Your Child Hates Kumon? Try This

I got this interesting question from a Maths Insider reader, about Kumon:

Hi came across your site and would like to thank you for this. I have a 5 year old boy in reception class who also attends Kumon. He has been doing Kumon now for 8 months. I find it very difficult to get him motivated to do his Kumon intially this was not a problem but for the last 3 months I feel he has become very bored. He has started addition on the +1 and if in the mood can complete this in a matter of minutes but when not in the mood which is now most of the time it can take upto 45 mins but we normally stop him after 15 mins as advice given by kumon instructor. The Kumon instructor has now taken him back to repeat previous number worksheets to improve his handwriting. This worksheet is v easy for him. I have had a chat with the instructor and raised my concerns but he has told me that he needs to get his handwriting correct before he can move on. His handwriting can be good  when he wants it to be but when he is bored his handwriting suffers.

What do you think should I stick at it or what I am now really frustrated. Please help.


Thanks for your question, I know how difficult it can be being a Kumon parent, it wasn’t much easier for me even though I was an instructor and knew the system inside out! However based on my experiences as a Kumon instructor, a Kumon parent (my youngest started Kumon at 3 years old) and the articles I’ve been reading about maths education since starting Maths Insider, there are 4 different options:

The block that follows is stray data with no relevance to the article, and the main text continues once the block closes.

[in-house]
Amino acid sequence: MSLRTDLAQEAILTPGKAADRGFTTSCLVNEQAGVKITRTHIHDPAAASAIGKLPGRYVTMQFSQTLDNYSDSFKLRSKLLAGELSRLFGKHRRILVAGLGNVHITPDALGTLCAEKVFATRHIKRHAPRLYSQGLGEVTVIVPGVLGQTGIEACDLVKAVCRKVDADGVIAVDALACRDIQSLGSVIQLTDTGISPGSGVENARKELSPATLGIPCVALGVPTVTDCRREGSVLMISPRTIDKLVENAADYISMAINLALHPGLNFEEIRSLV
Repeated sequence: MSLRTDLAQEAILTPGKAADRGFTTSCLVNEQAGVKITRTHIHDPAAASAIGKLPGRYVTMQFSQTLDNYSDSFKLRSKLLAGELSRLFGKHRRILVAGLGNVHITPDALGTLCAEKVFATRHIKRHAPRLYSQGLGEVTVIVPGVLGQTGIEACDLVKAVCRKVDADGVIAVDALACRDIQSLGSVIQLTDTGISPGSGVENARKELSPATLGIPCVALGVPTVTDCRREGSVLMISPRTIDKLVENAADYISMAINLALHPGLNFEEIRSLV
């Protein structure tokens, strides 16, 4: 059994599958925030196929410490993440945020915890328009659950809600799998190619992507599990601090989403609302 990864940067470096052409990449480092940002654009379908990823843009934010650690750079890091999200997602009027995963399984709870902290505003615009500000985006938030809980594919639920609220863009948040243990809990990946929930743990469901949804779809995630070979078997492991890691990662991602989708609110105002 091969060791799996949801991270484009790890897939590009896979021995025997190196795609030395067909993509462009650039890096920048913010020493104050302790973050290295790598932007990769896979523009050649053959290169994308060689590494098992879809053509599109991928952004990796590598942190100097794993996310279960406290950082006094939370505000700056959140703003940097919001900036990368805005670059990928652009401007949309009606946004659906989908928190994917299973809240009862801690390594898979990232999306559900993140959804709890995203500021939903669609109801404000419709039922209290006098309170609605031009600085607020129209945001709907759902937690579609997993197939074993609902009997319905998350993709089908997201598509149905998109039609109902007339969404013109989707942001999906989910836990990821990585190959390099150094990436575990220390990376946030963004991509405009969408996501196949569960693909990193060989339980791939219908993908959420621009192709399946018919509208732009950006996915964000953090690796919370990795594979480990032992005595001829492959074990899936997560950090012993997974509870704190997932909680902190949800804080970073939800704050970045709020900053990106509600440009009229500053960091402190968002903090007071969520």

1) Stop Kumon

Creative Commons License photo credit: Afroswede

Stopping the Kumon would be the easy option, No more complaining from your son, no more marking those workbooks and no more fees to pay out. However since it’s likely you started your son on Kumon to support and or extend his maths learning then you’d want to replace it with something else. If you do 10 – 15 mins a day of maths practice using workbooks from the bookstore, an online maths program (I like Maths Whizz) or practical maths games this will help your son do well at maths.If you want the lightening fast arithmetic, you’ll need to replicate the 100 arithmetic questions or so each day, although doing these orally or on a computer may be more appealing. Also by not doing Kumon, there’ll be more time for your son to work on his problem solving skills (which Kumon does very little of)

2) Follow the Kumon instructors advice

Creative Commons License photo credit: Frodrig

Moving your child back to an easier level is a standard Kumon strategy. It does actually work. The idea behind it is to give your son easy work again so that he can rebuild his confidence (and in your son’s case improve his handwriting) My own son, and many other young Kumon students (particularly boys) have the same problem; their calculation skills are more advanced than their writing skills. It’s tiring for a 5 year old to be gripping a pencil, especially if he’s been writing all day at school as well. You may find that the writing fatigue won’t be such a problem during the summer holidays since he’ll be writing less. If your son is tolerating the easier work and making progress with it, then it’s a good idea to go with it. In the meantime, you can help your son to overcome writing fatigue by getting him to do more with his hands – no , not more writing, but practical activities which will exercise his hand and wrist muscles such as Play Doh, model building, cutting out, Lego.